at the same competition, it’s much easier for a piper to be both a
top soloist and a member of a top band. Young pipers start with the
amateur grades and, if they have the goods and the will, progress
to Professional. All the solo events are there, so why not play in
them? Consequently, non-UK pipe band judges tend to be top-class
solo players, too. It’s very hard to do that in Scotland.

That’s evidenced by the RSPBA’s 2005 approval of “international”
judges like Jim McGillivray and James Troy to its panel, which
already included Bob Worrall ? all guys who proved that they can
knit together top-drawer solo music, and of course recognize
it.

I’ve also said that ? for better or worse ? so much of what happens
in the piping world is dictated by what goes on in Scotland. If the
goal is to win the World’s, then non-UK bands tend to do what the
RSPBA judges want to hear. And if those judges are mostly bandsmen,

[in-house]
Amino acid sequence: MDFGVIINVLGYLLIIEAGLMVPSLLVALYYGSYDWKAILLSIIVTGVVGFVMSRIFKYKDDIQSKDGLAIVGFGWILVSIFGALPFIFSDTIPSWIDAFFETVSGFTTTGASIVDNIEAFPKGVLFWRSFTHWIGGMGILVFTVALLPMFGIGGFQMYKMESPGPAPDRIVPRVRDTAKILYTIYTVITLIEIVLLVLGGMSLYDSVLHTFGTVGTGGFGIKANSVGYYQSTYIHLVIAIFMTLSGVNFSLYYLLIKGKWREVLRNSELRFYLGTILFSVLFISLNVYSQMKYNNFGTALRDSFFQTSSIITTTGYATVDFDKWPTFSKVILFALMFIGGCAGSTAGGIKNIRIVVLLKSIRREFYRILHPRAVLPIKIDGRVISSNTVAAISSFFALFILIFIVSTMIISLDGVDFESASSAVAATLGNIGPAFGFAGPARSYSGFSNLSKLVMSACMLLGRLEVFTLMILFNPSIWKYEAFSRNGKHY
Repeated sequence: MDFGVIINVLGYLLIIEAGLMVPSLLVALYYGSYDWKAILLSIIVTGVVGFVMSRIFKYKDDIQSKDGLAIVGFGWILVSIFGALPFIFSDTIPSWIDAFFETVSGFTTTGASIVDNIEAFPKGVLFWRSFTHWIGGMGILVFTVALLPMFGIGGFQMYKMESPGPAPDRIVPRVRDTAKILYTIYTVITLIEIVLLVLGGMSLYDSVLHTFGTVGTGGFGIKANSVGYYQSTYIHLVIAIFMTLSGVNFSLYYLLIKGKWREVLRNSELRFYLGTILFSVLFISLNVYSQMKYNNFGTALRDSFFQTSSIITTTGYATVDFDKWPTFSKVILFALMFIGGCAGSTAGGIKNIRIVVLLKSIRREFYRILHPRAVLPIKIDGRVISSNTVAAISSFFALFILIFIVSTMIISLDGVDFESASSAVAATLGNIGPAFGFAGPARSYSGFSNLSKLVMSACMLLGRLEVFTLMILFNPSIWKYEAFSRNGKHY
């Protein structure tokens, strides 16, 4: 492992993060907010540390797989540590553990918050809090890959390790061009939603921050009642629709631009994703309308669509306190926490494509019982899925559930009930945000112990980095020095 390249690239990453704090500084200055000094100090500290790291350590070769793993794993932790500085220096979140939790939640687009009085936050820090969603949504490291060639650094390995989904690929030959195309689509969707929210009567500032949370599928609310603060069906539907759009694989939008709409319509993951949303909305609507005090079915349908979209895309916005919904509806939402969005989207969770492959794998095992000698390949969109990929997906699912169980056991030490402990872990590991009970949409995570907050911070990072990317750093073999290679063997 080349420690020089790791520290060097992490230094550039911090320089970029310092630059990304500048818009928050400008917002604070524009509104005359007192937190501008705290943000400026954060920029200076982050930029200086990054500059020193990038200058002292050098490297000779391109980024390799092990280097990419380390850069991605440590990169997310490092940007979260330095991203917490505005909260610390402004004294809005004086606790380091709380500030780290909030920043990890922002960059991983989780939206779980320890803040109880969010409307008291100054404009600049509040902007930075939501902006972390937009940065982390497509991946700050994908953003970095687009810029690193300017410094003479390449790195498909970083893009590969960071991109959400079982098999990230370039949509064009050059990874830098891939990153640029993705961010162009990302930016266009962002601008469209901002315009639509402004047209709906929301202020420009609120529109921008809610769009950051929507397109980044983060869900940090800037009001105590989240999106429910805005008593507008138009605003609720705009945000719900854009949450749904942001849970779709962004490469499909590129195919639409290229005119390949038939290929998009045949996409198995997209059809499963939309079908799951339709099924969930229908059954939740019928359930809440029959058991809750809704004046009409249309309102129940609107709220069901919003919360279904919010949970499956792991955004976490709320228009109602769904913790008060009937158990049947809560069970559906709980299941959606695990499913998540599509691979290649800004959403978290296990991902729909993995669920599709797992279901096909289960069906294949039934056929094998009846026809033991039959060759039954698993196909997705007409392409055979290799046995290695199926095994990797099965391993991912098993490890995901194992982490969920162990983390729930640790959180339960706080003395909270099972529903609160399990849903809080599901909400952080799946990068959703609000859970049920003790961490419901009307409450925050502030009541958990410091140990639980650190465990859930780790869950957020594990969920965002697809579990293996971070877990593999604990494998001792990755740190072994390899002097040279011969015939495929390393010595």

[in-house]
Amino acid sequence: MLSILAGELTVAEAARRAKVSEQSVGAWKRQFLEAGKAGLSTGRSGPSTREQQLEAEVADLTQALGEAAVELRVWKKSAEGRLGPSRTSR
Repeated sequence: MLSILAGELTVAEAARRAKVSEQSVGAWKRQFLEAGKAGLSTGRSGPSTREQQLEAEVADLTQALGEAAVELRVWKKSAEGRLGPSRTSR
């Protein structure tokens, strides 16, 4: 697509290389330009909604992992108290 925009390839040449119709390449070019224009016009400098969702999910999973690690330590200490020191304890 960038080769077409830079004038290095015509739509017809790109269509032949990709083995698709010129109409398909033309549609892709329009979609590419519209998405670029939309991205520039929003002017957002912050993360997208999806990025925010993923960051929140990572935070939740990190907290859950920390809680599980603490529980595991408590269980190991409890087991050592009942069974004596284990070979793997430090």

then the band style ? whatever it might be ? will be heard and
promoted.

But if anyone wonders why a band plays pipe music in such a
dramatically different style from a solo piper, they need look no
further than the RSPBA’s judging panel for a possible reason.

Droning on

More interestingHere’s a tip for indoor solo piping competition organizers: make sure that temperature is the same throughout the venue. Take the time to assess tuning rooms and the final stage. If there’s a difference in heating or cooling, fix it. If it can’t be fixed, find a new venue.

 

Here’s a tip for solo piping competitors: if you can’t get your pipes in tune and settled after four minutes, just start anyway. They won’t stay in tune, so your might as well just get it over with and lessen the suffering of people watching your screwing at the drones.

 

And if your drones are fine and you keep stalling before starting you’re just putting out a huge flag that says you’re not really prepared to play.

 

I would say that the biggest hindrance to solo piping being appreciated by more people is the incessant and habitual tuning that pipers must think is some sort of learned tradition. In an age of moisture control systems and synthetic bags and reeds there’s really no excuse.